Dokusan is the private meeting between roshi and student, the crucible in which the teacher both tests the student’s understanding of Dharma and challenges her to experience the greatest spiritual insight, known in Zen practice as kensho. In Rinzai Zen practice, dokusan is the place where the roshi assigns a koan (Zen riddle), and where the student returns to deliver her answer—good, bad, or hopeless. Back in the Zendo, Rinzai students are encouraged to emulate the great lineage holders—like Bodhidharma, whose student Huike’s effort and sincerity were such that he brought his teacher his severed arm. The sincere Rinzai novice will put out stupendous physical and emotional energy in attempting to break through her koan. As D.T. Suzuki admonishes in An Introduction to Zen Buddhism, “your whole personality, your utmost will, your deepest nature, determined to bring the situation to an issue, throws itself with no thought of self or no-self, of this or that, directly and unreservedly against the iron wall of the koan.”

Sesshin is the seven-day period in which the entire sangha meditates like this from before dawn until long after sunset, day after day, going back and forth to dokusan to be tested and encouraged. This isn’t a good time to proposition a serious student; it’s like handing a cup of cyanide to a marathon runner.

On the last evening of the first sesshin of the training period, Eido invited me to enjoy a book of pornographic photos with him in his private study. I very quickly excused myself and reeled back to my room. Sesshin ended the following morning and I had to decide. Dai Bosatsu’s very first training period had just started; who was I to bring it to a close? So I let myself believe that Eido had simply made a mistake about the kind of student I meant to be. If other women actually wanted this, that was their business.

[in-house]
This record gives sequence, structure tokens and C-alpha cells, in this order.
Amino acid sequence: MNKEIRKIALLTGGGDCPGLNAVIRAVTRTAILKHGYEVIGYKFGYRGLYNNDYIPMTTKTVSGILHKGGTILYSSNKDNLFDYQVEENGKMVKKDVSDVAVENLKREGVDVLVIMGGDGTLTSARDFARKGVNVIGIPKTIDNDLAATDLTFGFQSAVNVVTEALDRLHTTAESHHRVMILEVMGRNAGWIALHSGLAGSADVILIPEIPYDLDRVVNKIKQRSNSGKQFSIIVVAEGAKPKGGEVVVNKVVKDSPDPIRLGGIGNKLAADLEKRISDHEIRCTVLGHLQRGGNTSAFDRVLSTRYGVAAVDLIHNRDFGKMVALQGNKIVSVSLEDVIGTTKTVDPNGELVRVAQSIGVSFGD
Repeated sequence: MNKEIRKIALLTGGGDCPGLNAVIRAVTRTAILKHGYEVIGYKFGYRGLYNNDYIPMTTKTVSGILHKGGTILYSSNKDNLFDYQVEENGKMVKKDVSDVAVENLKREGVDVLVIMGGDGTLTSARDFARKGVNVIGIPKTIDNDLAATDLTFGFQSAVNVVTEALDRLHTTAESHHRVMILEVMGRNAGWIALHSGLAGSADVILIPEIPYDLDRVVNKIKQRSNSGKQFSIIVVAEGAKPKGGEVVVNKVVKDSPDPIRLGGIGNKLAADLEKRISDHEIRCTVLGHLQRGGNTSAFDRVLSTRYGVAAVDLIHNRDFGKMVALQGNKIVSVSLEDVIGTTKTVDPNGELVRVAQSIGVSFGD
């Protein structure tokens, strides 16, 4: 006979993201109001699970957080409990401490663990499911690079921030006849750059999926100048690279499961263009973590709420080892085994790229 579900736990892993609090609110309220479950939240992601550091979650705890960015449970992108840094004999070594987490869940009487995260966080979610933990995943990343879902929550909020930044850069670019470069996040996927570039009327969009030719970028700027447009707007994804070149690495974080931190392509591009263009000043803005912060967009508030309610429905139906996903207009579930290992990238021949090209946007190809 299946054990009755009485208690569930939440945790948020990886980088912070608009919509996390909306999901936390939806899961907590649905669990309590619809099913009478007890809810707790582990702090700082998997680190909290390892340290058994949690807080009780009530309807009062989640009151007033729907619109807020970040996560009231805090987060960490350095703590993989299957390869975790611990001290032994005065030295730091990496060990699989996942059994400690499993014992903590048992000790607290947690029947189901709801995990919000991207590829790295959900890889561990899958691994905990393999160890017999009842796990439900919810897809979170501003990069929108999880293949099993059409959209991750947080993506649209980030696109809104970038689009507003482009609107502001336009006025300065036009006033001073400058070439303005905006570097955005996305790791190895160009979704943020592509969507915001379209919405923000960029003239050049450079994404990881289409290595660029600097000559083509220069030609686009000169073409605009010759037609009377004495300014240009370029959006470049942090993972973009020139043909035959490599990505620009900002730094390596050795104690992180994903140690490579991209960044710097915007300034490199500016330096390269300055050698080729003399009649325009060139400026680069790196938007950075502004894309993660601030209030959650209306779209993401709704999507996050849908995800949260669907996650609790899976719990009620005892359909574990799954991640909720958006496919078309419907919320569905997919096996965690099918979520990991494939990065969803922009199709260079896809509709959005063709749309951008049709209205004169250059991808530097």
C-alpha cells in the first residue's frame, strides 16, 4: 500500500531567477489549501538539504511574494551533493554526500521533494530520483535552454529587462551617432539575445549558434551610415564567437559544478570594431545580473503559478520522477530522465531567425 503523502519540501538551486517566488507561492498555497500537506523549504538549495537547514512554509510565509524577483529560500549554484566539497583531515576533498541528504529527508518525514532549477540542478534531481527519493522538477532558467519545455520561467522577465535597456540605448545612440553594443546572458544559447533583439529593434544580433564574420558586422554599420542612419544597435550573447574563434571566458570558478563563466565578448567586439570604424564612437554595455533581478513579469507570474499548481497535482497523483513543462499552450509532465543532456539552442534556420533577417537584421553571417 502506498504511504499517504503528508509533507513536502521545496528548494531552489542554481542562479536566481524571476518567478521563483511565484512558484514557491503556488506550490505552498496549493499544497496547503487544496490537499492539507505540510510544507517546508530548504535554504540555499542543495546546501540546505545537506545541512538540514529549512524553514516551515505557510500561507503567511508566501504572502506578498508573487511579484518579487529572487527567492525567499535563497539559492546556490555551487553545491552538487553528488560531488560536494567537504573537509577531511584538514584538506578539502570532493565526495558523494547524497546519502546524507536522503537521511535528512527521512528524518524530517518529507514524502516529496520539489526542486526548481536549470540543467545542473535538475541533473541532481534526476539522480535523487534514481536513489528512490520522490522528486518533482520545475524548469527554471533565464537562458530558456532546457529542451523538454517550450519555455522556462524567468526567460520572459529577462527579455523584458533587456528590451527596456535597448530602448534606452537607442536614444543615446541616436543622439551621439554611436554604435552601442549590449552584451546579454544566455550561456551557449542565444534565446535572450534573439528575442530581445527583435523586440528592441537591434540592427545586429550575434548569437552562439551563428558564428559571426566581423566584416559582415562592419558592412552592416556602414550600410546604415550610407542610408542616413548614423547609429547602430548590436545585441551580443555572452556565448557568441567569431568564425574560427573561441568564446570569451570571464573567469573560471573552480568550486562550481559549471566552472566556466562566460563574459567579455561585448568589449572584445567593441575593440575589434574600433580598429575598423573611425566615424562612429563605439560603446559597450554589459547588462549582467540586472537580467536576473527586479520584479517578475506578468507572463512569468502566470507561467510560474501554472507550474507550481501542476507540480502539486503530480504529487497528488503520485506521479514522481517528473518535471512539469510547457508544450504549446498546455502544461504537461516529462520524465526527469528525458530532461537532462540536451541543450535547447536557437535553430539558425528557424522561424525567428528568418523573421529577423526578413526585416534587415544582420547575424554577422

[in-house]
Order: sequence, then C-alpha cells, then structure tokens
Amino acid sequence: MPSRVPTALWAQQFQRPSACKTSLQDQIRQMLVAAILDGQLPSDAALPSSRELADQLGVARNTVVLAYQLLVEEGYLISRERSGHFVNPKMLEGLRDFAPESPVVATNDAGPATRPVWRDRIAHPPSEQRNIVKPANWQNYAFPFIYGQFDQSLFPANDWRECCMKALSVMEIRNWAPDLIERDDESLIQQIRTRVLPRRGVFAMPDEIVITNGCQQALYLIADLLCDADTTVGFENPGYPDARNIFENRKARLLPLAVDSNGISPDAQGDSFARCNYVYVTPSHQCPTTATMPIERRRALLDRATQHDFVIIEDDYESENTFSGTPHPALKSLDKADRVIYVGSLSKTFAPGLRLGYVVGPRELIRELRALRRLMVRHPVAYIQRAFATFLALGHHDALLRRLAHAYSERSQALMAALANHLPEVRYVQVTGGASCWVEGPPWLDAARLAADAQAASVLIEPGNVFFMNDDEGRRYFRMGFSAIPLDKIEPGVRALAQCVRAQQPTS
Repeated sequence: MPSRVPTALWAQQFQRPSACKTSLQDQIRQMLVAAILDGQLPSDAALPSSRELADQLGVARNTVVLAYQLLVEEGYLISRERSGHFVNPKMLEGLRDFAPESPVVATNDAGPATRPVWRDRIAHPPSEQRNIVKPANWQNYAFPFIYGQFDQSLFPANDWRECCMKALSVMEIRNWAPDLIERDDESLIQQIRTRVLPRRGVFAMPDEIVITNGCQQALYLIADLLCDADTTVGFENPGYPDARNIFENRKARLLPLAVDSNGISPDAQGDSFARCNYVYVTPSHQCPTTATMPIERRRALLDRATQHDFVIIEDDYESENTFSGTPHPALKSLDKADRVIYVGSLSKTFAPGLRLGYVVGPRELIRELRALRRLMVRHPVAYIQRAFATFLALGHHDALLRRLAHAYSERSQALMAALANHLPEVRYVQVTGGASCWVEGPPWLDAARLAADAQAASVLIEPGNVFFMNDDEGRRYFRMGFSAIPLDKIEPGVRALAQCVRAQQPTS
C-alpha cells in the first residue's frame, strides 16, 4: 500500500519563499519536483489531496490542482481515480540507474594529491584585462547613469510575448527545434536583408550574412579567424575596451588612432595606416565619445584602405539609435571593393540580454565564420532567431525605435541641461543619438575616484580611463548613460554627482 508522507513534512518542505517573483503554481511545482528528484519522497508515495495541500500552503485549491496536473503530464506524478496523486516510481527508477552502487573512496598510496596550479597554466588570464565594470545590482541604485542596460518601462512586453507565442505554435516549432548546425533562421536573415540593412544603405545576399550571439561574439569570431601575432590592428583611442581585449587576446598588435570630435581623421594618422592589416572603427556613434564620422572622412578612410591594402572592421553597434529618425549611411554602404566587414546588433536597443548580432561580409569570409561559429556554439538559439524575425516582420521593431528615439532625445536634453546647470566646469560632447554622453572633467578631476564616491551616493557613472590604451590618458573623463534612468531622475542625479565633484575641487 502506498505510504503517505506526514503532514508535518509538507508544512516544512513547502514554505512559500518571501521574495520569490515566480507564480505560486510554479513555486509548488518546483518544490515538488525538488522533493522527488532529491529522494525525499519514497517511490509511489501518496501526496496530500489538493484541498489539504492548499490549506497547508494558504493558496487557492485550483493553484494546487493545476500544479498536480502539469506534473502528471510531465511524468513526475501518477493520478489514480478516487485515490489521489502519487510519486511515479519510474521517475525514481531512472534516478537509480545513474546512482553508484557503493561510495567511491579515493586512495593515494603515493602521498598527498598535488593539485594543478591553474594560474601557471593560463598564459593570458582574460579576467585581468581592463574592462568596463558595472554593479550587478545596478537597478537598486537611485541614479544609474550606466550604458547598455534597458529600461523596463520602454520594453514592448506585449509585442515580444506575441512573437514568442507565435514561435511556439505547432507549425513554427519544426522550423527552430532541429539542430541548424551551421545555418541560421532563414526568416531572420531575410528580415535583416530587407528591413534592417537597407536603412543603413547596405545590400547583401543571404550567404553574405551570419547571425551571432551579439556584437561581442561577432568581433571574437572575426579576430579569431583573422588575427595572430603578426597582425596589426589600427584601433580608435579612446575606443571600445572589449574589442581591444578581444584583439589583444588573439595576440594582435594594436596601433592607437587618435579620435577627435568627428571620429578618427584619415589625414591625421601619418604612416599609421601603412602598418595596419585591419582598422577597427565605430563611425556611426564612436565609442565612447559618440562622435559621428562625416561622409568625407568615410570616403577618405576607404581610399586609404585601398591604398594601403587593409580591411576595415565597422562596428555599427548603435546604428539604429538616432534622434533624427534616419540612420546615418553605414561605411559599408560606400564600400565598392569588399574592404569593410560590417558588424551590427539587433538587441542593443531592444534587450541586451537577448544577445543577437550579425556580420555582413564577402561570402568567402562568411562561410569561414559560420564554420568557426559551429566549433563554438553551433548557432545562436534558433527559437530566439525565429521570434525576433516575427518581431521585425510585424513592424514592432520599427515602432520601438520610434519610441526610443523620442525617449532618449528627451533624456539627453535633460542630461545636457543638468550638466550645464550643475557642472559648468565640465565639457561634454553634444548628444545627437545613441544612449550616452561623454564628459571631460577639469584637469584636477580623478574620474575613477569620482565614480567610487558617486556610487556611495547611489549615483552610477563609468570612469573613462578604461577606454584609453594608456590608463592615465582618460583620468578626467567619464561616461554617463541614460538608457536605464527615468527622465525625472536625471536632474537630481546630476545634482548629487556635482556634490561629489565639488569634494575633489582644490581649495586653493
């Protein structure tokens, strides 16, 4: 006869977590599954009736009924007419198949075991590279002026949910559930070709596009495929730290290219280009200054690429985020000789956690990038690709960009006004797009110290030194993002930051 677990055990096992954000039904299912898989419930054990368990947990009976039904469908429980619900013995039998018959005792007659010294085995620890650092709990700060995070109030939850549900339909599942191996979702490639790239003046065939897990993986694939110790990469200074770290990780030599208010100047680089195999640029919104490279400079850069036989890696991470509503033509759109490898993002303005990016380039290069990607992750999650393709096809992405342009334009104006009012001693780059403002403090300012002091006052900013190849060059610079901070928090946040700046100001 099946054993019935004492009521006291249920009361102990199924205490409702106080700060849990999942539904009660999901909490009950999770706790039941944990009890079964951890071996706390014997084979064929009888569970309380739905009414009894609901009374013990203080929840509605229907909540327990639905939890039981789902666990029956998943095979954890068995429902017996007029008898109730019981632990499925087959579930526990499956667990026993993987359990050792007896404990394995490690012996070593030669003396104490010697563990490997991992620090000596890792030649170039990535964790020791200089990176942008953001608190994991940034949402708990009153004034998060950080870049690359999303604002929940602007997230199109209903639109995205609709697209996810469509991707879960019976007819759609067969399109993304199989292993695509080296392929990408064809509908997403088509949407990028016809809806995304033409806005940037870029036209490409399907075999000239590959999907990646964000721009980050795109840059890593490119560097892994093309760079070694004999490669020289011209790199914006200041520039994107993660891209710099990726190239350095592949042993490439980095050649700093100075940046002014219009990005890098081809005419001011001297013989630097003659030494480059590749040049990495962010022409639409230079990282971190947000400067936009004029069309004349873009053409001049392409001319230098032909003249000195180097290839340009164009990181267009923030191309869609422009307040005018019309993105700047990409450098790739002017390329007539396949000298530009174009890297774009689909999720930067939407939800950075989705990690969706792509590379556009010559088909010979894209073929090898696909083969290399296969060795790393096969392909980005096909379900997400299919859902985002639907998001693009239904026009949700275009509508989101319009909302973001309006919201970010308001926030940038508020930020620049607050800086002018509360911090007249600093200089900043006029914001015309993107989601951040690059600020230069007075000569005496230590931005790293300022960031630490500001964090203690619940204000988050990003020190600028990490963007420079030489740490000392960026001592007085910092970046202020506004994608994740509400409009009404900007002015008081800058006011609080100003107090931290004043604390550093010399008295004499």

In the middle of the training period’s second sesshin, Eido revealed the news in dokusan that I had a ‘special karma.’ For someone in my frame of mind, this should only have meant a great spiritual karma. In a Zen monastery, it should only imply spiritual potential. But I had shown so little on-demand spiritual acumen at that point that I knew, in my heart of hearts, that my spiritual karma was not what he meant. Permitting myself to come to this realization in the pressure cooker of sesshin was excruciating. After failing to get a straight answer from Eido about the nature of my special karma and finding myself unable to do anything but cry, nonstop, I walked out of the sesshin. If I had not done so, I believe I could have experienced a complete mental breakdown. I thought long and hard about suicide. If my ‘special karma,’ wasn’t spiritual, what was left?

And, a week or so later, Eido confirmed that my special karma was, after all, to have won the lucky ticket that gave the winner a night (or more!) in bed with a real Zen master. It was a ticket I never redeemed.